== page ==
For I while, I’ve planned on purchasing the next generation Mac Pro, which hasn’t been released yet.  I haven’t made any computer upgrades or purchases for well over a year waiting for the next Mac Pro, which may never come to pass.  My plan was simple, purchase the new Mac Pro and re-provision the existing Mac Pro as a file server, build server, code repository and more.

I’ve decided not to wait any longer and get a dedicated server appliance.


Rack mount.  I’ve run out of office space and have decided to pay a premium for rack mount hardware.  I have a 12 U Middle Atlantic wood laminate rack with some 2U shelves for most of my networking equipment.  In the future I planning on a full scale rack after we move to a new house.

Host source code repositories.  Most of my old source code projects have been mostly converted to git repositories.  I have both git and subversion repositories on my Mac Pro.  I want to move them to another server which is backed up frequently, which scripts to push up my git repositories which are hosted at GitHub.

Automated backup of Linux, Mac, and Windows machines. For our Mac machines, this means Time Machine support and AFP; for Linux rsync+ssh.  For windows, it means Samba support.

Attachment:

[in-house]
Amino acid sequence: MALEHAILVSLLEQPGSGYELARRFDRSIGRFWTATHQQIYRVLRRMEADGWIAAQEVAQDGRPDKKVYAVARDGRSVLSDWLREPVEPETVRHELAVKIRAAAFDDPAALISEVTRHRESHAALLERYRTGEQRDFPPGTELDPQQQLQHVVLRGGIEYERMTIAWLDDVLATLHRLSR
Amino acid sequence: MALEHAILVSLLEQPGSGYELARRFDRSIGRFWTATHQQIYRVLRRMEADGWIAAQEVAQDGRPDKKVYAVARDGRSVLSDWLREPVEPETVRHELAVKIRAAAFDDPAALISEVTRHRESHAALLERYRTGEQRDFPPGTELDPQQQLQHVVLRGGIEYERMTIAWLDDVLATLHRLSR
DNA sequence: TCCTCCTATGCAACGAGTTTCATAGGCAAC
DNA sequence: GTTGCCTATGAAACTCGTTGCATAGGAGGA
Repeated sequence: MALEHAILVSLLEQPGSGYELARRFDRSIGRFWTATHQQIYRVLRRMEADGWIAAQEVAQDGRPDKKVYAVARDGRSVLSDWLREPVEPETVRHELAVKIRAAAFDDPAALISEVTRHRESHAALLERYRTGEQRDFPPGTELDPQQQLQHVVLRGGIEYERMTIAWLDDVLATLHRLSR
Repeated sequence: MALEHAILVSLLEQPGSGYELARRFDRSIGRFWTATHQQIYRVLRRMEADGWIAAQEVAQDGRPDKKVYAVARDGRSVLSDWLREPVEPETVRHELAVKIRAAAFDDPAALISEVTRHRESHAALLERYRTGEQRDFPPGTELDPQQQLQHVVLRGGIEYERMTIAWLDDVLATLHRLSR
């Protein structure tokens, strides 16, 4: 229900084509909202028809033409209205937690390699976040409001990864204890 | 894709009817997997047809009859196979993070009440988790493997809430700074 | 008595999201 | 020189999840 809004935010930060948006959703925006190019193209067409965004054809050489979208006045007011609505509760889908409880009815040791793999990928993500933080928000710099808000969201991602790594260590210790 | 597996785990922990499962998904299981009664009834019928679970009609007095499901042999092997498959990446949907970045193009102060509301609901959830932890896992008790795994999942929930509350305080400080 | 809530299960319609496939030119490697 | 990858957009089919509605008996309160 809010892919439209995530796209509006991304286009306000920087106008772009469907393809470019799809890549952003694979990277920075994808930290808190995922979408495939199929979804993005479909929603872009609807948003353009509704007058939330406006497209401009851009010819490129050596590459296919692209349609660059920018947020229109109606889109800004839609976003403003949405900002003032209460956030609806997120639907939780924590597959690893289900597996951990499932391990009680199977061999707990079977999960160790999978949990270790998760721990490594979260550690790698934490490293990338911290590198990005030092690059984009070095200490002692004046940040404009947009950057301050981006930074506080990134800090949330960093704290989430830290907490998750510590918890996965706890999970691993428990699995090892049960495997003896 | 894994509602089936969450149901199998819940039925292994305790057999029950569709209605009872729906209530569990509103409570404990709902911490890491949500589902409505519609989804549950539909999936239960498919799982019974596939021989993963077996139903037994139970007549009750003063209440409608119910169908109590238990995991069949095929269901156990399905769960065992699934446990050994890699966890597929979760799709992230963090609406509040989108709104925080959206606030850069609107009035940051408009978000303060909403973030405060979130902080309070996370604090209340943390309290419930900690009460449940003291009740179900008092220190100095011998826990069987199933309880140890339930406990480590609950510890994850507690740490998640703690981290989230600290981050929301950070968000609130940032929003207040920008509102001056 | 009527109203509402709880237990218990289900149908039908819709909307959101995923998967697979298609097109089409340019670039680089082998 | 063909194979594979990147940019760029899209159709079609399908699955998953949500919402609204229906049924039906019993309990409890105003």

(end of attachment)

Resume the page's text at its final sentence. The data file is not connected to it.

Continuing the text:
RAID support with the ability to expand.  Although I’m not 100% sold on the benefits of RAID for small businesses or home use, especially with desktop drives, I want RAID.

Power efficient.  I want the entire server to draw less than 60 watts.

Whisper quiet.  My rack is a laminate box with rack rails sitting two feet away.  I cannot tolerate a jet engine screaming server.

NAS Appliance Versus Server (Build Versus Buy)

The first decision was whether I wanted to setup a full blown server with a chassis that could accommodate a bunch of drives, or simply purchase a commercial NAS appliance.

In the past, I would have automatically opted for the more fun route – search the darkest corners of the internet for parts, assemble them and spend days fidgeting with a Dremel, installing Gentoo, cross compilers, and ultimately beaming with pride, after a healthy dose of profanity and self-inflicted pain.

After searching for passively cooled main boards and quiet rack mount chassis, I figured out pretty quickly that it would cost more and take more time for me to do it myself.